Thanks for your incredible patience in sticking around and forgiving my failure to take you along for the ride as I figure things out. With the sakura season among us, I figured it a great time to to pick up sorta where we left off.
My birthday came last month and so did my brother. Anyone who knows our relationship recognizes no need to say, “Oh cool! What’d you guys do?” It’s about just as much a courtesy as “”How are you?” has become- the given answer being a “Good. How are you.” It’s a given that Rich and I went to eat- the foundation of any brotherly travels.
He escorted me to a restaurant amidst DCs Chinatown called Daikaya-or was it izakaya? Nope it was Daikaya- a _ ticket back to Japan, recalling the many happy, curtain waving, button pushing, ticket slipping, gyoza dipping, ramen slurping go-chi sou shouting memories had. Of course it’s a hard mission to find a place in DC- or perhaps America- that quote matches the experience, but my memory and imagination are prisoner to no bounds. Like many in Japan, Daikaya had its counter seating but it also had communal tables with a single stubby partition running down its center.
Water pitchers and water glasses. Those flat bottomed spoons, chirirenge.
But there weren’t any of the usual condiments:shoyu, garlic, ginger, pepper. But there was a menu. Of the ramen, there was shio (salt), shoyu (soy sauce), spicy miso, and vegetable- but no tonkotsu- the rich and creamy pork boned broth.
So I ventured to try the mugi miso- Daikaya’s special barley recipe. Each bowl comes standard with chasu (roast pork) ground pork, a sheet of nori seaweed, bean sprouts, onions, scallions, and garlic plus an offering of some extras. I ordered the obligatory ajitama, a seasoned egg( Daikaya calls them nitamago.) The ramen was good, with a light flavor, the noodles with a pleasant bite- rich and yellow in color the pork was warm, and deliciously tender- even better than some I’ve had in ramen country. The egg… Oh- oh my goooo-nesss. Wonderful. Loaded with flavor with a sensational buttery yolk. That day my brother learned how good these eggs are.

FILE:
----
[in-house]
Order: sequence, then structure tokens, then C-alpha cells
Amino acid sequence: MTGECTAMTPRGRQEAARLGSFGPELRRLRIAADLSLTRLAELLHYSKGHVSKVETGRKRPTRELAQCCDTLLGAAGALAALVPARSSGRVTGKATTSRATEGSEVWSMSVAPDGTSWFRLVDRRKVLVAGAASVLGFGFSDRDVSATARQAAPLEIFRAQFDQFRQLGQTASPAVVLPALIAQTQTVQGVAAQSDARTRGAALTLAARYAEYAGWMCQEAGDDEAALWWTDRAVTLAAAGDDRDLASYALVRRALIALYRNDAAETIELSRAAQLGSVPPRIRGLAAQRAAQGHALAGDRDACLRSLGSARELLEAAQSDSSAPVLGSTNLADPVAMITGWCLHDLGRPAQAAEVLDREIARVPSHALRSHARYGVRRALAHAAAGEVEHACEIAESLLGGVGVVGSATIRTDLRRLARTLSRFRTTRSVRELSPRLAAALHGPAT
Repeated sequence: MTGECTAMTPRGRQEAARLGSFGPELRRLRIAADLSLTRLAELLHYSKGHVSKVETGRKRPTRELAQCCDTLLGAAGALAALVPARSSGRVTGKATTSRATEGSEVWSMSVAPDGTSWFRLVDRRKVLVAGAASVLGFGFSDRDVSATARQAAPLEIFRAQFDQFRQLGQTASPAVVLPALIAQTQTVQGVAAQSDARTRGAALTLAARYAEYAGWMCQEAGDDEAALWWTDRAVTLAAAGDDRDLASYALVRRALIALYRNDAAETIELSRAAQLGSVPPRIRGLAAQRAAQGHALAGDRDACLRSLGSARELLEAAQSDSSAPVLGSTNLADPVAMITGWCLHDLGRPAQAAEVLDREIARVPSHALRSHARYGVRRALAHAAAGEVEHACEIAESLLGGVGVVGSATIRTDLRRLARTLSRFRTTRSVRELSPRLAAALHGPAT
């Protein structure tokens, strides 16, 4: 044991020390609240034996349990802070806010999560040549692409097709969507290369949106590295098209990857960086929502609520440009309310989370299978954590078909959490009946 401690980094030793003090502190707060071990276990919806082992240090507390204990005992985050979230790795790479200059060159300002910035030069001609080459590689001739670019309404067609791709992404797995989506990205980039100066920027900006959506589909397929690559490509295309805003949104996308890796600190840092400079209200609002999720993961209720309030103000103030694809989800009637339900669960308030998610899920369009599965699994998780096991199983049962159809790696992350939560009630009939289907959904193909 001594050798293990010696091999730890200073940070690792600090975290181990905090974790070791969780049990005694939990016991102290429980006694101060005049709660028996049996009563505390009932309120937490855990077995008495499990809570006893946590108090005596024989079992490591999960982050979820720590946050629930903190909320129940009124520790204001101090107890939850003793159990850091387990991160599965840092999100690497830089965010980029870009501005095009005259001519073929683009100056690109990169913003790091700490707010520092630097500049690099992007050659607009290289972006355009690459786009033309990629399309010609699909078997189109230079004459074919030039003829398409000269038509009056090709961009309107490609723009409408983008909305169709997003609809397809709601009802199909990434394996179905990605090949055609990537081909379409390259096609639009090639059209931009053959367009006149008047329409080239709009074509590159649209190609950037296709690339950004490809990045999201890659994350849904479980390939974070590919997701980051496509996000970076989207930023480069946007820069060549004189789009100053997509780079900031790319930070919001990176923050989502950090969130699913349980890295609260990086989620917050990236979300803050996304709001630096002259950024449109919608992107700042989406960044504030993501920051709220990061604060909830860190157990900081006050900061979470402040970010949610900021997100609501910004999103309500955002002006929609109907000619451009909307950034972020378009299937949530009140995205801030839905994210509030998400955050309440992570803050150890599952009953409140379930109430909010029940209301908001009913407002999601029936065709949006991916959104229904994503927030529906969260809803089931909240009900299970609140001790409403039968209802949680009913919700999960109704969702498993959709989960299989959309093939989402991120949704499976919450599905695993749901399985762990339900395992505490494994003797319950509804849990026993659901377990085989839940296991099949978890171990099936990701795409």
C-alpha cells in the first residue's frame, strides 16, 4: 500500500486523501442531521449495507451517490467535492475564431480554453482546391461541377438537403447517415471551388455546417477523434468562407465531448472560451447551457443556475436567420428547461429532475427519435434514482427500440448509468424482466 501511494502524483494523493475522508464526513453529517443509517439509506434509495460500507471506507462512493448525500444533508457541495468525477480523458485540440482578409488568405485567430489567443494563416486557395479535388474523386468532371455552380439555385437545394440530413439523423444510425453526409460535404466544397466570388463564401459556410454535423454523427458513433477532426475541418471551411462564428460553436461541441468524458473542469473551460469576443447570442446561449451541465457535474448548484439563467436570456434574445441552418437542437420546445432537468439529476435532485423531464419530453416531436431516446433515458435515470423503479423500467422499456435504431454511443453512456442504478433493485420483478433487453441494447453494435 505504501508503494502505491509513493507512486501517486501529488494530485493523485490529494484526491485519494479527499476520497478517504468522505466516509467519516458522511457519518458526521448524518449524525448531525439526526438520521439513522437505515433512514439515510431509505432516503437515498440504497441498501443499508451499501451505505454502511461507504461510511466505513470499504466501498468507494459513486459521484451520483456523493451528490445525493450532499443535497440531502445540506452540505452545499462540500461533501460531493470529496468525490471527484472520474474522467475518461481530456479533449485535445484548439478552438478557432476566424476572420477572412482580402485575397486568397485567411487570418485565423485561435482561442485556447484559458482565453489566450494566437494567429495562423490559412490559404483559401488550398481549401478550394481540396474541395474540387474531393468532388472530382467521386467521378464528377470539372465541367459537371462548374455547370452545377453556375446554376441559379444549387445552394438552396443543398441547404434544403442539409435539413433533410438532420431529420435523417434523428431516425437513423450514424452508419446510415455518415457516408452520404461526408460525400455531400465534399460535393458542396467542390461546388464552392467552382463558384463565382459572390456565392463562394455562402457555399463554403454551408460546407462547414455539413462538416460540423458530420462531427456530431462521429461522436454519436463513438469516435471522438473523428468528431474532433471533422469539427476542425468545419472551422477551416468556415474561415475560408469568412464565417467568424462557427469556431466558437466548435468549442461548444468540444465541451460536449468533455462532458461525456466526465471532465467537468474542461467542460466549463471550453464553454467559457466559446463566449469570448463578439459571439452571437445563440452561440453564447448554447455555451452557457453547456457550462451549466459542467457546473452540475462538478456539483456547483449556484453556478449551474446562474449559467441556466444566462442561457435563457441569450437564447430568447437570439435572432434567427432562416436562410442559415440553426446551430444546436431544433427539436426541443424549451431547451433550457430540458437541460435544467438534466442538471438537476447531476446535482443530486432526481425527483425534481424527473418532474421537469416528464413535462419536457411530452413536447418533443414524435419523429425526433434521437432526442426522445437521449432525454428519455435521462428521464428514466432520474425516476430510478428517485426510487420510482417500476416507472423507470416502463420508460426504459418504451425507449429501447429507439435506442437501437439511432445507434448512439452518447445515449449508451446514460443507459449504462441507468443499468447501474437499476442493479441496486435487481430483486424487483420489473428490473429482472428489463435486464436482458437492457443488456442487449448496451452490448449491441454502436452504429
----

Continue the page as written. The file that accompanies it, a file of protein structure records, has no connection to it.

He had the shoyu ramen. He said my request was weird but he let me try the broth. It had a much more smokey flavor, as though it had somehow come off the grill.
I won’t sit here lecturing you on the terroir of ramen, or the anatomy of a noodle. I’m no expert. But as mentioned I do posses and cherish the fun experiences woven betwixt the noodles.
During our hanging out, the bro and I did a lot more remembering and a good amount of future gazing. Birthdays are a great time for rememembering the value of one’s life- what I has seen and accomplished, what it has come from and where it’s going- and why.
After some time studying organizational communications. I became fixated on Simon Sinek’s presentation on the importance of Starting with Why. I have chosen to articulate mine as follows’ for now:
To empower people everywhere to encounter and love the world and the God who created it, especially but not exclusively through FOOD.
This is about more than ramen. It’s just a bite. What’s your why?